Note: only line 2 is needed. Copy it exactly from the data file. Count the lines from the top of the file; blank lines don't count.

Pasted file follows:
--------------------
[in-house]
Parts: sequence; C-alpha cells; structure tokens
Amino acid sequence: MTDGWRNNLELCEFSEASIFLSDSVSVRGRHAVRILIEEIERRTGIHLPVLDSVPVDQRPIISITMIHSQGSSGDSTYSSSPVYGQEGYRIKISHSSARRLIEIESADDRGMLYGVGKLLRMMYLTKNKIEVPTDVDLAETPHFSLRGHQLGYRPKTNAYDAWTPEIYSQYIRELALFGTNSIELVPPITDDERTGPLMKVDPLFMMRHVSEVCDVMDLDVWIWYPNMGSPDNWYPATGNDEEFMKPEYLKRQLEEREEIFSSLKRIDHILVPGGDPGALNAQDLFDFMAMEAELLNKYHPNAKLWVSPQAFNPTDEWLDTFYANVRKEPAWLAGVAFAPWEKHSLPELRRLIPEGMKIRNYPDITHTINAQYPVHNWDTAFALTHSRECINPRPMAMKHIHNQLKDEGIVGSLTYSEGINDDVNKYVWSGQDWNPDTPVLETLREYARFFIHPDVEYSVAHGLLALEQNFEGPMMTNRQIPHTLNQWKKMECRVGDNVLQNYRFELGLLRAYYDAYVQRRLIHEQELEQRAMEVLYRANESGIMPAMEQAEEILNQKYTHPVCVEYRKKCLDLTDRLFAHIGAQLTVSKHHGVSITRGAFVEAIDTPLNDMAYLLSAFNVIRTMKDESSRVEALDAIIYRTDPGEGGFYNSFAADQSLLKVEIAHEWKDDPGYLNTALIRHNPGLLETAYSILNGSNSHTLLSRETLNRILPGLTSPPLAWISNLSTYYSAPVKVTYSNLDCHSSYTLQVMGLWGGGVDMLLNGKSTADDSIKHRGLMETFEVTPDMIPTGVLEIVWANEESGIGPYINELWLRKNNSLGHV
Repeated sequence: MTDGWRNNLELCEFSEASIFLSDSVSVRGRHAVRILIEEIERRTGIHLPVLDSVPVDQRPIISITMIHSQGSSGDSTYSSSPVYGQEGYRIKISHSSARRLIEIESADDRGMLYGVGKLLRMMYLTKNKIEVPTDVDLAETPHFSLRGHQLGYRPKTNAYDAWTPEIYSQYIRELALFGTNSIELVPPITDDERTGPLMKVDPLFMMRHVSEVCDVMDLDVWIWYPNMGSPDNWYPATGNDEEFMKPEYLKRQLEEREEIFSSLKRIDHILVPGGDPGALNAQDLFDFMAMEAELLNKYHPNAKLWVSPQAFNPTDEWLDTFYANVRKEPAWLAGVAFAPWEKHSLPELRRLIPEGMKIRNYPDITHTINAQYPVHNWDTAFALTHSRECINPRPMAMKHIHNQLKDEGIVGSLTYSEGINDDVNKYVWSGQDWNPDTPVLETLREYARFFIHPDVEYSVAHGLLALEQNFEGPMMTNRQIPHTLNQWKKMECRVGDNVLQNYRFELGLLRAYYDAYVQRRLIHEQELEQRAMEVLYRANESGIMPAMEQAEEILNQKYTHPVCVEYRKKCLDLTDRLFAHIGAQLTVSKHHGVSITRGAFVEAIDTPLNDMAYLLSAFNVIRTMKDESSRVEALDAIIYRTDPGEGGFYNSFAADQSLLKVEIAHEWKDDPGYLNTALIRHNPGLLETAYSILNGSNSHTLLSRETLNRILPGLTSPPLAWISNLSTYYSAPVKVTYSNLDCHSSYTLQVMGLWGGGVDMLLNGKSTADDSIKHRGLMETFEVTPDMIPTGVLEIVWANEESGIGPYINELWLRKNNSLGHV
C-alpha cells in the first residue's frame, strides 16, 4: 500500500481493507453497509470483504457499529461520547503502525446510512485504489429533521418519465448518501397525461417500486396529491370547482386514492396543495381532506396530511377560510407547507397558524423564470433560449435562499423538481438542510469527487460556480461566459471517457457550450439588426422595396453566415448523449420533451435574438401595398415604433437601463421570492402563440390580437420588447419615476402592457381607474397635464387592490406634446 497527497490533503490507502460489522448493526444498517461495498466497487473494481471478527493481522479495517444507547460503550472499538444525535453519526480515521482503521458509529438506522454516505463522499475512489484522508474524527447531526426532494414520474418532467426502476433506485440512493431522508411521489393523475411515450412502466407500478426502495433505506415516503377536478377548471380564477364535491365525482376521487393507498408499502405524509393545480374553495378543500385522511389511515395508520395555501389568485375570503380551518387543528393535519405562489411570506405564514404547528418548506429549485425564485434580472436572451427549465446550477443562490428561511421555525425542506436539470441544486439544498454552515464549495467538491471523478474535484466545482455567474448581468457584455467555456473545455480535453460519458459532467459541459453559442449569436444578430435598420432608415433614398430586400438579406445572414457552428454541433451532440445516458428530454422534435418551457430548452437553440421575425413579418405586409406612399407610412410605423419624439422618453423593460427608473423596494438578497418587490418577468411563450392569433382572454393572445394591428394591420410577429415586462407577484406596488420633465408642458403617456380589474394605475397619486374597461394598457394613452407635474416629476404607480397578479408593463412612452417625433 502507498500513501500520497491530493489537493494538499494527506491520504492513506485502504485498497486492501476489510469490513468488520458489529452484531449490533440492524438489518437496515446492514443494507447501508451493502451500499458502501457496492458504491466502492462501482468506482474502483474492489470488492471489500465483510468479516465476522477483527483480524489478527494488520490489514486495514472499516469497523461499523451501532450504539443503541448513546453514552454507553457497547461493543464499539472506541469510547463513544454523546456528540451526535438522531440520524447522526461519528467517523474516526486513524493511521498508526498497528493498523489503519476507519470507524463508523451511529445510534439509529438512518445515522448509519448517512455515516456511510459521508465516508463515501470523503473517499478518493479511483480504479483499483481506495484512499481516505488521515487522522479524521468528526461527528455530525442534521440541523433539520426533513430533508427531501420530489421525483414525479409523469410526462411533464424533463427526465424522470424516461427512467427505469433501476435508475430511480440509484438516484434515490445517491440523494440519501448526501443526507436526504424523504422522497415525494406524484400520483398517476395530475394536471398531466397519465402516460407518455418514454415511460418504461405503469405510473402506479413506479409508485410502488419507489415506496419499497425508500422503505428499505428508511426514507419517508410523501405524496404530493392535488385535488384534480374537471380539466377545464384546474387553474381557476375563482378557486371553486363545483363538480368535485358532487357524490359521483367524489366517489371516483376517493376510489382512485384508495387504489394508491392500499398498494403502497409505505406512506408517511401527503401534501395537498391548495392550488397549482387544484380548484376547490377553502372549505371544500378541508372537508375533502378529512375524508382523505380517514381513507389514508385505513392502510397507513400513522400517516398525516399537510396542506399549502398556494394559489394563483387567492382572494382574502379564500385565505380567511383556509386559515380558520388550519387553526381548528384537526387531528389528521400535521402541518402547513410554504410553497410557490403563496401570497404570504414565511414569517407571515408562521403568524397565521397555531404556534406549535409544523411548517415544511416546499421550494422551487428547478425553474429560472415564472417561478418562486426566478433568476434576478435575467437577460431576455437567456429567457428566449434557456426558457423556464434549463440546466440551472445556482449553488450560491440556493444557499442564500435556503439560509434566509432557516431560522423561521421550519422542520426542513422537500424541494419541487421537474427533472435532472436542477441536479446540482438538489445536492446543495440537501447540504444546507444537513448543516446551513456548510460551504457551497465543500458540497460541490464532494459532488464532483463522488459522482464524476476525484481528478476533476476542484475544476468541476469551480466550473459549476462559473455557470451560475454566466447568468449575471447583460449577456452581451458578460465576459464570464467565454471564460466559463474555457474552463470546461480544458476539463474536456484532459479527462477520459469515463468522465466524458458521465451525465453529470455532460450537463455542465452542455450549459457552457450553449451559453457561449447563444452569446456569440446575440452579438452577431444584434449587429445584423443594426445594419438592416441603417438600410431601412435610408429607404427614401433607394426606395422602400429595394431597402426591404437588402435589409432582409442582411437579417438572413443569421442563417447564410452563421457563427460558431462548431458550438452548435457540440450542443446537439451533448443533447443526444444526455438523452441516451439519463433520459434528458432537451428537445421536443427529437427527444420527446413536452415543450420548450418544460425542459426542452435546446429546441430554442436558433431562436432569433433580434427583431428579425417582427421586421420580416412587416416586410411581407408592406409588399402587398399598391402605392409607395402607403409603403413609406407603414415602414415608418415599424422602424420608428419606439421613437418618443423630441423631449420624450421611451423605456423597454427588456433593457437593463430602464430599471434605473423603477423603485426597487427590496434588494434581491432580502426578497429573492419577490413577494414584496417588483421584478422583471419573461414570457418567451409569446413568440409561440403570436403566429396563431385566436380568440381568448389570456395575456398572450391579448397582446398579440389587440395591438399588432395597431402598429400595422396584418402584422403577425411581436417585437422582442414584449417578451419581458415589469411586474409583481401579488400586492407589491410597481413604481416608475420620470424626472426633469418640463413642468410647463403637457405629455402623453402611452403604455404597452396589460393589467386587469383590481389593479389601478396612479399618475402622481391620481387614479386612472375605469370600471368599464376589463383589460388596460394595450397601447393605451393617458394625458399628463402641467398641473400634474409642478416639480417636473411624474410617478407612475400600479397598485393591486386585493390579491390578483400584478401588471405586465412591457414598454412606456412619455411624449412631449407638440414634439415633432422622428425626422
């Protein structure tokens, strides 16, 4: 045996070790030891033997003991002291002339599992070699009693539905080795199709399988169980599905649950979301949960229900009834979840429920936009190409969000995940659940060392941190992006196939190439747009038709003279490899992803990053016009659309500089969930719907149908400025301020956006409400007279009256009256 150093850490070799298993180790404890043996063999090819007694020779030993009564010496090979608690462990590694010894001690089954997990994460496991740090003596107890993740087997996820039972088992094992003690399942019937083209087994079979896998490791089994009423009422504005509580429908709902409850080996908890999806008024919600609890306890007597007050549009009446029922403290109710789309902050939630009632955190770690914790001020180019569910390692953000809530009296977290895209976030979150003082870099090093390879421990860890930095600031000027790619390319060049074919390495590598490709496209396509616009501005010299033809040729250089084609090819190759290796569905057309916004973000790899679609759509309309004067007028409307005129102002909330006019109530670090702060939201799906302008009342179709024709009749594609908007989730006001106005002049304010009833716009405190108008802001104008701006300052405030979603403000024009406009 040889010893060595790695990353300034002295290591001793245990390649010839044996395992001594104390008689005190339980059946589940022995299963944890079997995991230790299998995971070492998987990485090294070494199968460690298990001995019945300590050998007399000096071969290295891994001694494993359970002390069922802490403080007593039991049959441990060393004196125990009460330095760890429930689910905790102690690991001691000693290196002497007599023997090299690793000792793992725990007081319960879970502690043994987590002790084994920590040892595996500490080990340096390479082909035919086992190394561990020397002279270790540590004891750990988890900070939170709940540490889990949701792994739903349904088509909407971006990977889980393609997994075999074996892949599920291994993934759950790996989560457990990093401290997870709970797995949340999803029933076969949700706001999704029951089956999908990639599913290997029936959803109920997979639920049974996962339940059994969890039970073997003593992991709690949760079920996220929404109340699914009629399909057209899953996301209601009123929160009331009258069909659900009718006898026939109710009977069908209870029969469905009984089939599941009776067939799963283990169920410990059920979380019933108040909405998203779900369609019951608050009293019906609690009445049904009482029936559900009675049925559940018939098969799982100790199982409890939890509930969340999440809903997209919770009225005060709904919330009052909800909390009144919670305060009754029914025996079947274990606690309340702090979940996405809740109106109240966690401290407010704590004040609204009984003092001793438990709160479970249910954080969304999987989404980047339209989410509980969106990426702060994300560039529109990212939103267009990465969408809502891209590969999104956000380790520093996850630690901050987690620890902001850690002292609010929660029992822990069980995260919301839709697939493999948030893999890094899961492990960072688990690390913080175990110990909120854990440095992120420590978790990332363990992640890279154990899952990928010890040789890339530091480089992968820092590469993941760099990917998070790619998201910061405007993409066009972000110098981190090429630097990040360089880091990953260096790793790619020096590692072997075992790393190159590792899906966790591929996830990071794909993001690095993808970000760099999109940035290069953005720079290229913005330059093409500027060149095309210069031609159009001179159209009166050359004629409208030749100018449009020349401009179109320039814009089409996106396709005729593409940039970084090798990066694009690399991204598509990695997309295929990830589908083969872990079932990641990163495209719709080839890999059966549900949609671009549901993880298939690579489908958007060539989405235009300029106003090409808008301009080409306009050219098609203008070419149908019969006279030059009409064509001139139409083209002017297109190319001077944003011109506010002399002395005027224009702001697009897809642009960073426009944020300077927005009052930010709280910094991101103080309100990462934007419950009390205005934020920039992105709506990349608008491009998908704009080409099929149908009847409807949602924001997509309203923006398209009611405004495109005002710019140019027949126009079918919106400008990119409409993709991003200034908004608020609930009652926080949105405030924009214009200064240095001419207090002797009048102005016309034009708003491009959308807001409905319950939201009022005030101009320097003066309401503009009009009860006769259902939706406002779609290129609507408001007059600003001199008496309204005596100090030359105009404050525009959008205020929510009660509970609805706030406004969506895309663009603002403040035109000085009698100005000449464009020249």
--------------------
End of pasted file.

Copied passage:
Parts: sequence; C-alpha cells; structure tokens